A corner of Africa in IRAN.

Author:Ghaedi, Monir

In the southern port city of Bandar-e-Bushehr is a thriving community of Afro-Iranians, many of whom arrived as slaves in the 18th or 19th century. Although they are now an integral part of Iranian society, they have maintained many--of their African cultural traits, particularly in music and dance. Monir Ghaedi paints a fascinating picture of the lives of these long-lost children of Africa. Pictures by Giacomo Sini.

Although it is winter in Iran, the weather in Bandar-e-Bushehr is warm enough for Ali, 53, to sit on his porch and enjoy the breeze. Bandare-Bushehr is the capital of Bushehr province in the south of Iran with a long coastline onto the Persian Gulf.

Ali and his family do not look like typical Iranians--they are darker complexioned, with a faint but unmistakable African cast to their features.

Bushehr, like many other ports of the Persian Gulf, saw rapid expansion and re-development in the second half of the 20th century thanks to its abundant natural resources. Yet beneath the city's modern visage of middle-class suburbs, upscale shopping malls and unfinished skyscrapers are deep-rooted paradoxes.

Ali lives in Behbahani, a neighbourhood which rests on the fault line between the city's past and present. Today it is a tranquil, multi-ethnic community, yet it lies in the shadow of a mostly forgotten, or perhaps ignored, chapter of Gulf history: "Most of the locals, especially the young, would be surprised to hear that their neighbours, relatives, or they themselves are the descendants of slaves that were brought to the region in the 19th century," says Ali.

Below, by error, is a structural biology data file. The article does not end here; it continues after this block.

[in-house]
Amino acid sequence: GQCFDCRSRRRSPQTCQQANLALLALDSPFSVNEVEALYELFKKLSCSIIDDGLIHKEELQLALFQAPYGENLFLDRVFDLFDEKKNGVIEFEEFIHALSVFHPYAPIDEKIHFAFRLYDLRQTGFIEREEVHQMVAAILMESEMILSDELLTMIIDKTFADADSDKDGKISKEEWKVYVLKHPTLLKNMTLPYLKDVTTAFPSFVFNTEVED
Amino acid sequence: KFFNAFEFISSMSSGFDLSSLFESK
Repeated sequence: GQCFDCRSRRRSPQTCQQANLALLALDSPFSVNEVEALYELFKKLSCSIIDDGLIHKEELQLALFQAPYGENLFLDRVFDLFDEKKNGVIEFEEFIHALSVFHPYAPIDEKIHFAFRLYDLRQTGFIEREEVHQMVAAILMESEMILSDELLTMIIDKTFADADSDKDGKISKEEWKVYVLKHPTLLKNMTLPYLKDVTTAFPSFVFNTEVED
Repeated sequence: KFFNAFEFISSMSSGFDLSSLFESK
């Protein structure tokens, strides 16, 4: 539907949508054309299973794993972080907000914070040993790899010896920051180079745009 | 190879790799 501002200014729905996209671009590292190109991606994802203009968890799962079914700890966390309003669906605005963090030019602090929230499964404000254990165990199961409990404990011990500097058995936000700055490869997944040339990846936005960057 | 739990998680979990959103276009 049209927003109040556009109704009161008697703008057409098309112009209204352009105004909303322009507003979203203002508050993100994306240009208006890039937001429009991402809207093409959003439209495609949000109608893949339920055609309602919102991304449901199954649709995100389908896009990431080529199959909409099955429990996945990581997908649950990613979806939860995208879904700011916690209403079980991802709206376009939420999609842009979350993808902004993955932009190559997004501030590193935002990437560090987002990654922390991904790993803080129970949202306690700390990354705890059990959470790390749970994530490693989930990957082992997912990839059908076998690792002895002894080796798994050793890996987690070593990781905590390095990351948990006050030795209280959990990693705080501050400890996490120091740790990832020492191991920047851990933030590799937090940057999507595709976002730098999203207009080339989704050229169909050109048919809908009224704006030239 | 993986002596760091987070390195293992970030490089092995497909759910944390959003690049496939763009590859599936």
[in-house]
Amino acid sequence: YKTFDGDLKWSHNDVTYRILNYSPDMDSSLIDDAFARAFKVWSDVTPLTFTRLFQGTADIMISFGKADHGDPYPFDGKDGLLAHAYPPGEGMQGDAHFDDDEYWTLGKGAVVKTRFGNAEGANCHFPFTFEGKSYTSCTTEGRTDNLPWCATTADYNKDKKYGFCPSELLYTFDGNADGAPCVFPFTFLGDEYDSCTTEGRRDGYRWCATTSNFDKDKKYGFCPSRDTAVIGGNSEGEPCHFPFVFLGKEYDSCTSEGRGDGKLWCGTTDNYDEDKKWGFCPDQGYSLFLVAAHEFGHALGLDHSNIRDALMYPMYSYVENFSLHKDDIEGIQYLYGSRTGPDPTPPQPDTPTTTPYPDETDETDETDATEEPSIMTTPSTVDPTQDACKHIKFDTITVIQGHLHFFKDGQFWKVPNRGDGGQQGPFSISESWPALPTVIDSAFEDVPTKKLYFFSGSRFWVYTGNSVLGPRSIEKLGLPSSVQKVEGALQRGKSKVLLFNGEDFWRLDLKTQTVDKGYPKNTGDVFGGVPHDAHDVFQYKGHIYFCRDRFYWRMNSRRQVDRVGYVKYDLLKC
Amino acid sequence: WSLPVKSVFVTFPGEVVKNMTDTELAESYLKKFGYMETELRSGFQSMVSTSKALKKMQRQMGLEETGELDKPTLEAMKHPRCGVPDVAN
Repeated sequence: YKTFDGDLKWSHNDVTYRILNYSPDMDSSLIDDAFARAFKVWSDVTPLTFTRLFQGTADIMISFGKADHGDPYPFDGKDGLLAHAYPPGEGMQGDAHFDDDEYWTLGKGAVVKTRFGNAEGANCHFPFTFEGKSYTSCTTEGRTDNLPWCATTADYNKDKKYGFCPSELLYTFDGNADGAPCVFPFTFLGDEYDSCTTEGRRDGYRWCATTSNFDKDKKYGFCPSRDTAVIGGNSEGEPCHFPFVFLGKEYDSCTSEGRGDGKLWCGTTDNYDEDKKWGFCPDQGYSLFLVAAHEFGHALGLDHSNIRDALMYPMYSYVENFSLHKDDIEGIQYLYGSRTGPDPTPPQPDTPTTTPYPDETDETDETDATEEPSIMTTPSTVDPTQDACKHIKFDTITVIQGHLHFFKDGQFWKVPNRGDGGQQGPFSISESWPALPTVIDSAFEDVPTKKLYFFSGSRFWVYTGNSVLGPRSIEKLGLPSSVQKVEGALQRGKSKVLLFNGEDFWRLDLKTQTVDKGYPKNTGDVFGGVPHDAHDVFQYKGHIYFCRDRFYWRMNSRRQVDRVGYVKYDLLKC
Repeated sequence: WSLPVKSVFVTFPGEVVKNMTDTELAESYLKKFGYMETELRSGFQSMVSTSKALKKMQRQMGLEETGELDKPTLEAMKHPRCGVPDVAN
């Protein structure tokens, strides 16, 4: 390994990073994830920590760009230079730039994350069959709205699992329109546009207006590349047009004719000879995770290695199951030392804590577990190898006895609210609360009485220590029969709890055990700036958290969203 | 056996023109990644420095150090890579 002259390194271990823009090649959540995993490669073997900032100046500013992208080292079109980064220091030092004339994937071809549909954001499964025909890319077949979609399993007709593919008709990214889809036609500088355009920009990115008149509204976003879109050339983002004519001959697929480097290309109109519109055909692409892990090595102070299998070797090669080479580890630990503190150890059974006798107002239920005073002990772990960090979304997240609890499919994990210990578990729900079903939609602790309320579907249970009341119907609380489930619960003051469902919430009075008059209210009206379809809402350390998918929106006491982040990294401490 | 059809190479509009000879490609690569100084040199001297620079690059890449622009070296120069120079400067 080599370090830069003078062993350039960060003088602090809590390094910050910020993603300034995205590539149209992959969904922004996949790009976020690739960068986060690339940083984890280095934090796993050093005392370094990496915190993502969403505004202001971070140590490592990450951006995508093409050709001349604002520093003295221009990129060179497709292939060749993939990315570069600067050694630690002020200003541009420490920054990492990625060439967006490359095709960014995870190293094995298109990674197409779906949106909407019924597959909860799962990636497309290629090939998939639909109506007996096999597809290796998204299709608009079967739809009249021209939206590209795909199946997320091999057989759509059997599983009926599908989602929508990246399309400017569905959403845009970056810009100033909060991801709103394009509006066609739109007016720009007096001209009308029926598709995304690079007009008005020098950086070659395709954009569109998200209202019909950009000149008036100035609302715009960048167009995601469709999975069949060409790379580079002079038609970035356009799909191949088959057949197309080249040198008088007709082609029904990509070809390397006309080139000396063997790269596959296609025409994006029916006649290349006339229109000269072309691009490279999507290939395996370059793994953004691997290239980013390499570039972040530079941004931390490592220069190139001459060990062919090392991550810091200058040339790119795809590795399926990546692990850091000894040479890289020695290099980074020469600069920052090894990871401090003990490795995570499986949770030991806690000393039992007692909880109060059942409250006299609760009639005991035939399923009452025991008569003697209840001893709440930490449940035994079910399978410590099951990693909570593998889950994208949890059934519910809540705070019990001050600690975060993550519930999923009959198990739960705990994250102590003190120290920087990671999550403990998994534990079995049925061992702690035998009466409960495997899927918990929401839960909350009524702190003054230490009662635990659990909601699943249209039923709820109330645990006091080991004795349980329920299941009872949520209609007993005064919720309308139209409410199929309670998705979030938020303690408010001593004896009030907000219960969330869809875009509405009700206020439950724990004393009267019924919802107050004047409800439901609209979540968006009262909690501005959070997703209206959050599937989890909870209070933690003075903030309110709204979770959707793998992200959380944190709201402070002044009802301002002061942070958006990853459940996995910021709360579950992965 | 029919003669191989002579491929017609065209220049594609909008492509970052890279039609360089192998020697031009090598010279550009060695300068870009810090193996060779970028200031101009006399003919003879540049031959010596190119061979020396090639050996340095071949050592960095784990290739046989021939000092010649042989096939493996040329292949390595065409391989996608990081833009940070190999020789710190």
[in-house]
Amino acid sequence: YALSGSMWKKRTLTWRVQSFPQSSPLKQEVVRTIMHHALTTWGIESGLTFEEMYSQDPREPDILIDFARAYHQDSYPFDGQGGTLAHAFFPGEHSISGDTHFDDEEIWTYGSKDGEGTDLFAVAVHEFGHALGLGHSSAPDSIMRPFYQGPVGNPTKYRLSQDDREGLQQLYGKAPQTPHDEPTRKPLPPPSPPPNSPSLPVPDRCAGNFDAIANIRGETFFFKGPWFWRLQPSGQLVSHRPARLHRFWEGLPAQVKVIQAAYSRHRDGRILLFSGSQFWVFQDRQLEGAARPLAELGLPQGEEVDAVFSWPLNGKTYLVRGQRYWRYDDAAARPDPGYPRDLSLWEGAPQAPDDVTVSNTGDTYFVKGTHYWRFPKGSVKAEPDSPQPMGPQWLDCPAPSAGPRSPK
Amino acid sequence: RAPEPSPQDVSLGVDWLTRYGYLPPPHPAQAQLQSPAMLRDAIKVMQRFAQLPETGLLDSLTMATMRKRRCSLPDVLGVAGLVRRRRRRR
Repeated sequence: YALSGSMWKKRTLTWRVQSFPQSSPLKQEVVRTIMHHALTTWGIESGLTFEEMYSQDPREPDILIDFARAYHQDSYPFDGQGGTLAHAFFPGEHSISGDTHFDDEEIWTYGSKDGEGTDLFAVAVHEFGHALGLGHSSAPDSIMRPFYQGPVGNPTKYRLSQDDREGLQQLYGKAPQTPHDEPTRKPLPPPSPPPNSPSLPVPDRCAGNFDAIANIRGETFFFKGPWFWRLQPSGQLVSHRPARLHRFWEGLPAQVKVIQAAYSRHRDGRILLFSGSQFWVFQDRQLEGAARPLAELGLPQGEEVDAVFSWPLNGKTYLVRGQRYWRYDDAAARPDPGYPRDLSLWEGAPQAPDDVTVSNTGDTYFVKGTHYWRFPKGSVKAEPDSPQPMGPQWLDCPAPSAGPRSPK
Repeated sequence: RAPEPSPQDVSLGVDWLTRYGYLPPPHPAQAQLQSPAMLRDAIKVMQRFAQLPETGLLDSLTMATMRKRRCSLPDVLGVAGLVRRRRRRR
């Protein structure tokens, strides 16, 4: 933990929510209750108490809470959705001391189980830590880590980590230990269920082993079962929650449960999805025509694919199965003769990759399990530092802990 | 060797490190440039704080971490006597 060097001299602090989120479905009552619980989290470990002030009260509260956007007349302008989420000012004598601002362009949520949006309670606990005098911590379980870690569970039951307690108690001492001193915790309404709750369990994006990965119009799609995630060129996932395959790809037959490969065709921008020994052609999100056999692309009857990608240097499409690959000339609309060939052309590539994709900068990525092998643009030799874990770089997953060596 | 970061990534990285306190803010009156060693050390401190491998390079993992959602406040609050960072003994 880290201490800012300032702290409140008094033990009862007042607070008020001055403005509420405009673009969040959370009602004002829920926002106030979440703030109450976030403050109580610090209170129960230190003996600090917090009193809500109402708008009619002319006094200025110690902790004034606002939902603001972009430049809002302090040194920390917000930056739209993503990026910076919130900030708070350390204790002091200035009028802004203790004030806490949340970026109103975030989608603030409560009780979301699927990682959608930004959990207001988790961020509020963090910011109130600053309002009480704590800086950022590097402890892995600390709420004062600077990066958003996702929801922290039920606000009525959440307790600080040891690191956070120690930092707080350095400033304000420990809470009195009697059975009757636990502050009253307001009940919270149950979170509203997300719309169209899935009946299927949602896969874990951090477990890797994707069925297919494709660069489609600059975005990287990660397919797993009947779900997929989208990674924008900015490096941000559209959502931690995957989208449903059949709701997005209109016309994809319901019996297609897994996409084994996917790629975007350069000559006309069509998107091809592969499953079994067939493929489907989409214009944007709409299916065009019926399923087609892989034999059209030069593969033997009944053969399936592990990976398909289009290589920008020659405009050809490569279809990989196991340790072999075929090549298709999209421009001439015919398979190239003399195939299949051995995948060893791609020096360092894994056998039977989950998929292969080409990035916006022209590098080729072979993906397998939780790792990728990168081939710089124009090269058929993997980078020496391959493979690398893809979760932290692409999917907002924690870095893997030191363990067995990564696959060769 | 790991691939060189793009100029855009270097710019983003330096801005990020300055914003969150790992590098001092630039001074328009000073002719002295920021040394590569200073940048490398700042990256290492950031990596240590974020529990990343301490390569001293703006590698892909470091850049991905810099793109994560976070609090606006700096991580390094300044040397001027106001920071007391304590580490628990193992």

Although he does not live far from the coastline, a tall building, belonging to Iran's Ports & Maritime Organisation, has blocked Ali's view of the sea. Yet to peer through his rear window is to see ageing, paint-flecked houses, clustered around a serpentine array of narrow alleyways.

He is vague on his own family history but what he can recall anecdotally makes for a rather grisly tale: "My great-grandfather was a well-known merchant. He would often go to Zanzibar to bring slaves. His crew would ambush children. Well, they couldn't afford to capture adults ... eventually, locals identified them and one day, they chopped their bodies into pieces."

Iran's Slavery Abolition Act of 1926 has never been regarded as an important episode in the country's past. In his 1902 work, Ten Thousand Miles in Persia, the British writer Sir Percy Sykes reported that although there was slavery at...

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